I’ve been through several pizza phases in my life. In junior high, you either went to Godfather’s or Monical’s. In high school, the deep dish pizza made the big time and everyone flocked to Pizza Hut and Garcia’s. In college, Domino’s was hitting it big with their delivery service, although the people with cars could go to Noble Roman’s.
When I moved to Saipan in 1989, I went into pizza withdrawal…
Baked pasta dishes are really enticing for us. We love how the sauce wraps around all of the pasta and how the cheese melts and gets stringy and a little brown on top. Mmmmm.
This is a basic baked pasta dish that requires only a few ingredients. When we first tried it, we felt that the flavor was too mild for us, so I jazzed it up by doubling the garlic and adding a lot more basil than originally called for. You can make this in the summer or winter, although I like it in the summer because I can use lots of fresh basil from my garden.
[Updated September 30, 2013.]
- 1 tablespoon of olive oil
- 4 cloves garlic, minced
- 1 (28 ounce) can crushed tomatoes
- 1 (14 ounce) can diced tomatoes
- 20 leaves of fresh basil, minced
- 1/4 teaspoon sugar
- kosher salt
- 16 ounces penne, ziti, or other tube-shaped pasta
- 8 ounces mozzarella, shredded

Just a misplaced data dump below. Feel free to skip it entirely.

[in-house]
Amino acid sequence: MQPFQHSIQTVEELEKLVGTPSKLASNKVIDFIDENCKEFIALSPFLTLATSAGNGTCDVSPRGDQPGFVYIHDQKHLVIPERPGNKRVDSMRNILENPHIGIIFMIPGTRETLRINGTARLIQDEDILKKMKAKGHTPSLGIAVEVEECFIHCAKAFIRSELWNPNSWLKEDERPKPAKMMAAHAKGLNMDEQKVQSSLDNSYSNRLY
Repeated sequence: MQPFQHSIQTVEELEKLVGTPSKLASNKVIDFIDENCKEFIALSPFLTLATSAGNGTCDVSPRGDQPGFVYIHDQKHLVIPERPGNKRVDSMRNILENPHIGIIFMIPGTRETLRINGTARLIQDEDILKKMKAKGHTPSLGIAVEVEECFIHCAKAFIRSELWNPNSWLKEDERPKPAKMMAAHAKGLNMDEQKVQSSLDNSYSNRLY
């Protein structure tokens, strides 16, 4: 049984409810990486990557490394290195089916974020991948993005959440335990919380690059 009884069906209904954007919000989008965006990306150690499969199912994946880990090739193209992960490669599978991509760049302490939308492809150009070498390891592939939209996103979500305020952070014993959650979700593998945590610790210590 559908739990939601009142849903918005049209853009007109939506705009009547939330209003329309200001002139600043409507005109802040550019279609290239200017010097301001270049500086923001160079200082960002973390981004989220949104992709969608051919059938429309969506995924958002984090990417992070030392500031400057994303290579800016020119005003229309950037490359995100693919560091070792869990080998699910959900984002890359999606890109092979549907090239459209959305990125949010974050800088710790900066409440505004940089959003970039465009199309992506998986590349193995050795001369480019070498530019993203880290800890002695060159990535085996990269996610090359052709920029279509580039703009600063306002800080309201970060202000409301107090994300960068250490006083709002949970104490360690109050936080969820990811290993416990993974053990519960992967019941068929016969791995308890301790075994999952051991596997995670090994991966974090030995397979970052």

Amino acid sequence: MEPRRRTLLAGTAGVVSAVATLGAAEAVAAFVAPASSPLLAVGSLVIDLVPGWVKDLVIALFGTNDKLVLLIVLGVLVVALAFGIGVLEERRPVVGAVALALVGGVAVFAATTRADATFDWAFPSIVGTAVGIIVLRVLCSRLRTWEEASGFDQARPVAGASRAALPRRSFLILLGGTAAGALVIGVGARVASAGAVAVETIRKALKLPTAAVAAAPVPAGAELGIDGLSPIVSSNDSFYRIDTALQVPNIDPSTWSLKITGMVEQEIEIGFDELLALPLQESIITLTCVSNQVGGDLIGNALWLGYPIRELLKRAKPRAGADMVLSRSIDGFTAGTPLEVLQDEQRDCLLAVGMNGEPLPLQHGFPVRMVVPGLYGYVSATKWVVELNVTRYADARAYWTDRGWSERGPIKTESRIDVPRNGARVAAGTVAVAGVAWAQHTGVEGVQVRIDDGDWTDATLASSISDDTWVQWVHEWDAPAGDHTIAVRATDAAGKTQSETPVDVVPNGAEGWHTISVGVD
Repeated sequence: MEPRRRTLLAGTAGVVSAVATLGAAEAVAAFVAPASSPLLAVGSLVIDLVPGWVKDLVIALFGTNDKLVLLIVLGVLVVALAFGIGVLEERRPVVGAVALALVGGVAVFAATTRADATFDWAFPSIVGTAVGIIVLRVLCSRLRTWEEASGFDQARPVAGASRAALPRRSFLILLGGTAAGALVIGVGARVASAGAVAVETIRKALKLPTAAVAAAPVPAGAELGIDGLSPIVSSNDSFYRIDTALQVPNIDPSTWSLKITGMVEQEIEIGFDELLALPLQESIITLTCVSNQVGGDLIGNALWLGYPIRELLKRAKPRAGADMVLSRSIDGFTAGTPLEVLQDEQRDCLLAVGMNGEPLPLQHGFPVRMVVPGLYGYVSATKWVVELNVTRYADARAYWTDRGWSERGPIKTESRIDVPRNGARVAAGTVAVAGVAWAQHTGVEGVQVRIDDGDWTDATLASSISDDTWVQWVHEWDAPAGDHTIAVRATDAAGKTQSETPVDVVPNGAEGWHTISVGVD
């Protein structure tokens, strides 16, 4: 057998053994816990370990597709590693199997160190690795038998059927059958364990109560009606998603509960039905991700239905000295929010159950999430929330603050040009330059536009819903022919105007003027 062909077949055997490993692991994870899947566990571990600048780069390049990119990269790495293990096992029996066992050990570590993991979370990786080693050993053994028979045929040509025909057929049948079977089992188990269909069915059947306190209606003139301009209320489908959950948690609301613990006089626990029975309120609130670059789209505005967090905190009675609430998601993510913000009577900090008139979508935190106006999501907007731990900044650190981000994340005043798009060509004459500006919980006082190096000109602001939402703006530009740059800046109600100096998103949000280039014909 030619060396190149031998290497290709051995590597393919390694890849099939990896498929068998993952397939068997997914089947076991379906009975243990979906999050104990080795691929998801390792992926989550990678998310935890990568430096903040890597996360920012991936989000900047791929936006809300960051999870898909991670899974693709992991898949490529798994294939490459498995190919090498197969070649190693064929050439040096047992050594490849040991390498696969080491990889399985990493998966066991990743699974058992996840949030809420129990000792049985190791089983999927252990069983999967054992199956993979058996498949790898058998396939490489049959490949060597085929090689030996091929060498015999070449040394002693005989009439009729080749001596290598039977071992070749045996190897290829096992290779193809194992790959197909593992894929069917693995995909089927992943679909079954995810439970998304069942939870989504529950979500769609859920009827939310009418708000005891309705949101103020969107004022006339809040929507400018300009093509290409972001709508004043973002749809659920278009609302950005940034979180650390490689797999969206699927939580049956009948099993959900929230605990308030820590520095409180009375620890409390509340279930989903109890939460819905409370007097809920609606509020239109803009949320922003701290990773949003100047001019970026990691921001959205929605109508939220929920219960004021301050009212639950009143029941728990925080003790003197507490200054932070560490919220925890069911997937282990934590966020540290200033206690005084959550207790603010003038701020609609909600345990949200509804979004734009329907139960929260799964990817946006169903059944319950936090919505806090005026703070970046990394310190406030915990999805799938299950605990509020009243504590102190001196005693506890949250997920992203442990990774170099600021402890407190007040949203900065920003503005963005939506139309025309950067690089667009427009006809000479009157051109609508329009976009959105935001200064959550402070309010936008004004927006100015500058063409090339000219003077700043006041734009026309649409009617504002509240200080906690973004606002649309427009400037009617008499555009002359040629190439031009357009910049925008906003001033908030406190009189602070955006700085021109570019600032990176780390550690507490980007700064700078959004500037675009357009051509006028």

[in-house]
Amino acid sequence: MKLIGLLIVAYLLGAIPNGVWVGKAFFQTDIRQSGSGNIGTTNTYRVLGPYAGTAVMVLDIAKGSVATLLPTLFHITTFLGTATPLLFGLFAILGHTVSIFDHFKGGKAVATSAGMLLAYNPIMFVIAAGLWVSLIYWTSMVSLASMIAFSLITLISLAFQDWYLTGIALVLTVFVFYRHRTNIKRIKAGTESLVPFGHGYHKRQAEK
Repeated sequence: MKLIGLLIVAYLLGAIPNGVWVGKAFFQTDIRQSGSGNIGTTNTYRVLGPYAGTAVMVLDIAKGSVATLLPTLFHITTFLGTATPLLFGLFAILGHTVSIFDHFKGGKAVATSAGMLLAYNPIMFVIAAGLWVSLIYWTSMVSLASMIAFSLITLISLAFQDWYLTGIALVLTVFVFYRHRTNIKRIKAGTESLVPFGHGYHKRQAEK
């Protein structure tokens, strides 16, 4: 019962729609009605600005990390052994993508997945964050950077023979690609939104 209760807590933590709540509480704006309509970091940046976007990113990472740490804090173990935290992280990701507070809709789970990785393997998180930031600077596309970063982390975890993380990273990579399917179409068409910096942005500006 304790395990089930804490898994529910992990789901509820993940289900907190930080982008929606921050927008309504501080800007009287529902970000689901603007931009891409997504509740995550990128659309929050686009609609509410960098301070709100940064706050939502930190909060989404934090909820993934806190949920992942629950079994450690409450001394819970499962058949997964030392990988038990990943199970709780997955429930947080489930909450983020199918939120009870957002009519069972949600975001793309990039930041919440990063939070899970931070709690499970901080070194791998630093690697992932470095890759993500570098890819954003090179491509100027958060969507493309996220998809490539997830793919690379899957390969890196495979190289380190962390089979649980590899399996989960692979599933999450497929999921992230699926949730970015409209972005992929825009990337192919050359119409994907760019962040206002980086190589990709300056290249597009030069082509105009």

- 1/4 cup grated Parmesan cheese
- Bring 4 quarts of water to boil in the 8-quart pot. Preheat the oven to 400° F.
- Add the olive oil to the nonstick pan and saute garlic for about 2 minutes, until soft and fragrant. Add the tomatoes and juices. Stir and bring to a simmer over low heat until slightly thickened, about 15 minutes. Stir in the basil, sugar, and 1/2 teaspoon kosher salt and turn off the heat.
- Add 1 teaspoon kosher salt and the pasta to the boiling water. Bring back to a boil, stirring frequently. Cook just until the pasta starts to get tender, but is still a little firm, not quite al dente. If you cook the pasta too long, it will be mushy after baking.
- Set aside 1/2 cup of the pasta water and drain the rest. Return the pasta to the pot and add the tomato sauce. Stir together well. Add as much of the reserved pasta water as is needed to thin the sauce a bit.
- Build the dish in layers. Start with half of the pasta and sauce to the bottom of the pan, then sprinkle half the cheeses on top. Layer on the rest of the pasta and sauce, and sprinkle the remaining cheese on top.
- Bake about 20 minutes, or until the cheese turns golden brown. Let stand 5 minutes, then serve.
8-quart pot with lid
12-inch nonstick pan
9x13 dish, coated with nonstick spray
Make your own sauce with fresh tomatoes. Stir in 2 quarts diced fresh Roma or San Marzano tomatoes, and cook until the tomatoes have broken down and the sauce reduces by one third, about 30 minutes. Puree the sauce with an immersion blender, then add the basil, sugar, and salt.